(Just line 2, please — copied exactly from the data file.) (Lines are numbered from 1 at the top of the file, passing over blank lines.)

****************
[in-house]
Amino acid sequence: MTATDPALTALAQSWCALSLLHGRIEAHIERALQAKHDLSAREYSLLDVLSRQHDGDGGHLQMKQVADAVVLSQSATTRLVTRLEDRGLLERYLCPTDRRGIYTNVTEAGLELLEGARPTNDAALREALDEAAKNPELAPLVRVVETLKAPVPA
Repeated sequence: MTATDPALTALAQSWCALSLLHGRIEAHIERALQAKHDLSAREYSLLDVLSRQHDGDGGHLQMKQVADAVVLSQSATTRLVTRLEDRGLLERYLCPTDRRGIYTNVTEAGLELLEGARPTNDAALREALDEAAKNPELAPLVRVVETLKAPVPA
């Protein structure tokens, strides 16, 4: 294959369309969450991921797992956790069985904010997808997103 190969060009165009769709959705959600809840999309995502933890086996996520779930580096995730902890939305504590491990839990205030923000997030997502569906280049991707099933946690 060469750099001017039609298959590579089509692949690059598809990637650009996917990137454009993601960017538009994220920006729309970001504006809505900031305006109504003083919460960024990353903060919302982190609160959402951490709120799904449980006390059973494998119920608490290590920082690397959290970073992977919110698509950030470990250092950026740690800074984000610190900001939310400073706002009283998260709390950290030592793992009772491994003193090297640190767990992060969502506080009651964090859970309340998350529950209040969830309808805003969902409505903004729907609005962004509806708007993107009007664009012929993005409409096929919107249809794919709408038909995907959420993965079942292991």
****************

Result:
Amino acid sequence: MTATDPALTALAQSWCALSLLHGRIEAHIERALQAKHDLSAREYSLLDVLSRQHDGDGGHLQMKQVADAVVLSQSATTRLVTRLEDRGLLERYLCPTDRRGIYTNVTEAGLELLEGARPTNDAALREALDEAAKNPELAPLVRVVETLKAPVPA